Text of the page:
2-cycle oils

I have two lawn machines that are two-cycle. One calls for a 50.1 mix and the other calls for a 40.1 mix.
How important is it to maintain these exact dilutions.
What harm will be caused by using a 50.1 mix in a machine calling for a 40.1 mix, or a 40.1 mix in a machine requiring a 50.1 mix?
Thanks,
Shepherd
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40.1
I think the ratios are "close enough for goverment work" so that it really doesn't make much difference.
What's important though is to use a two cycle oil that's formulated specifically for small *air cooled* engines-- not the stuff rated TC-W3 readily available most anywhere which is designed for watercooled engines like outboard motors on a boat. Water cooled applications are a lot less demanding.
In years past, it didn't use to make much difference- most any 2 cycle oild would do-- but with the newer lawn equipment engines running hotter and leaner, you really should use the stuff formulated for them. And of course, it's much more expensive!
Joe
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The ratio is more a function of oil technology than engine technology. You could use either ratio but my preference would be the 40:1 ratio for both. Use fresh premium fuel and oil from a major manufacturer like Echo, Stihl, or Husquvarna.
I just started using Mobil 1 synthetic MX2P. (Autozone sells it)

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Found my answer right here.. Sorry, I should have spent more time checking the post already posted in this newsgroup.
Shepherd

40.1
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These engines are designed for these mixes. Too little oil and you burn up the engine sooner, too much oil and you would tend to foul plugs, at minimum. Do yourself a favor, two gas cans, mark them and keep the oil mixes per manufacturers spec.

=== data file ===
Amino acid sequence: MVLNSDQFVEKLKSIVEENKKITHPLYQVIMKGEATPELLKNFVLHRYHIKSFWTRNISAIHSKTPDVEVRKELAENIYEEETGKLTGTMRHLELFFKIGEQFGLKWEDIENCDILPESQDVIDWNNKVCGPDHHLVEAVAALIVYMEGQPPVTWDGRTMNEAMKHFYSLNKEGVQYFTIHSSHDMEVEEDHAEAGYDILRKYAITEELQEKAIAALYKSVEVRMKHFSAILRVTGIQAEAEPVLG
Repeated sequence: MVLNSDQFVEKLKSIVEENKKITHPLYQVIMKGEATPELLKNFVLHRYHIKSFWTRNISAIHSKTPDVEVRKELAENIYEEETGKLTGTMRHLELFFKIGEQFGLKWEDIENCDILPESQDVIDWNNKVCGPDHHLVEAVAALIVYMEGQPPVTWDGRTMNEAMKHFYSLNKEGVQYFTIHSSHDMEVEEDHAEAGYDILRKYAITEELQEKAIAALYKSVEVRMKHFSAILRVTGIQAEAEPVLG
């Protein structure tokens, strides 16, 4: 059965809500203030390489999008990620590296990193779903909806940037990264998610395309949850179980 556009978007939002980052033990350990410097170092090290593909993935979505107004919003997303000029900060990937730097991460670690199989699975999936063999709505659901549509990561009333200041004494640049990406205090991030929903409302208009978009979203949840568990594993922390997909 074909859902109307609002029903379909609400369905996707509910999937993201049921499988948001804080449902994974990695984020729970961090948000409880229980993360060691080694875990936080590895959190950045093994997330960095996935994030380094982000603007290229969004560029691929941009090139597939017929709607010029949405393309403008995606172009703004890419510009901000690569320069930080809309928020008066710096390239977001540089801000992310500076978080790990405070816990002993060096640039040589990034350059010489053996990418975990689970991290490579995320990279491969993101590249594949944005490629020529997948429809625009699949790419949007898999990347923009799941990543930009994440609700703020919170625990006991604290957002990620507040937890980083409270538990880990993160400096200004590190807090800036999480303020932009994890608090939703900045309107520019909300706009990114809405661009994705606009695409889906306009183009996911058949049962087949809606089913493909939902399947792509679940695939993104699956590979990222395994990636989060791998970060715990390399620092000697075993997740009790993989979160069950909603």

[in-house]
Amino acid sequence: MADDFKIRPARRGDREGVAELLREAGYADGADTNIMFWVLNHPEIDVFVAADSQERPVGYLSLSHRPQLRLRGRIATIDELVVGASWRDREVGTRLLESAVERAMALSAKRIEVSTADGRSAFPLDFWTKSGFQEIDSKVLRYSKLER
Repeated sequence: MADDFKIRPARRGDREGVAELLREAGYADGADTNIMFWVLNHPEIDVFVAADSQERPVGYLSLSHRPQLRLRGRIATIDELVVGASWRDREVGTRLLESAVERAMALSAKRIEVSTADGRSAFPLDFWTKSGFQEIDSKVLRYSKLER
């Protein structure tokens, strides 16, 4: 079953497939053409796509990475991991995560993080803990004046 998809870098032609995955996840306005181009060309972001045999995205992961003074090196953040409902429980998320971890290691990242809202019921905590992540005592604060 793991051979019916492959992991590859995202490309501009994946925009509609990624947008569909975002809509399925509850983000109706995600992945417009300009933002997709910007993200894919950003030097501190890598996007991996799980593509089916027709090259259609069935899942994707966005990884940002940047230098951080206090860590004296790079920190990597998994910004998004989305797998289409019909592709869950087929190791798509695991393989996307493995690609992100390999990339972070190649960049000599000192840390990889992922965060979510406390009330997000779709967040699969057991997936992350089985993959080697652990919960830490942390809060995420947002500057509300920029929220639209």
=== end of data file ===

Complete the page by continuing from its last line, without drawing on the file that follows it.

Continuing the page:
Same with weed trimmers, chain saws, etc. use what the manufacturer recommends.
I have seen some two cycle oil that touts itself to work in all different engines with the same mix, but I don't trust it.
Maury

40.1
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Technology and oils have changed. I'd agree with a 50:1 and a 16:1, but the difference between 40 and 50 is minimal. The new oils allow for a lesser concentration. On my Stihl saw, they give 40:1 for normal oil, but 50:1 for their branded synthetic oil.
I've been using one mix for a few years with no problems. Ed snipped-for-privacy@snet.net http://pages.cthome.net/edhome
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I take 2 8oz cans of lawnboy oil and put it in a 5gal gas can, and then fill it up at the pump and work the nozzle all around the can as I am filling it to get a good mix. That way after the mowing season I use it for my snow blower. I also use this gas for my weed whacker, chain saw, and small tiller. I've never had a problem.

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are you saying that anything new needs less oil? why does my lawnboy recomend 32-1 also who makes synthetics.
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I've had no problem for 25 yrs using synthetic 50:1 in a wide variety of 2-strokes, which routinely get worked _hard_. Put simply, more oil than required means more smoke and more deposits in port and muffler. And by all indications, the better 50:1 covers it.
Then you can concentrate on having one gas can with oil mixed in, and one "neat."
HTH, John
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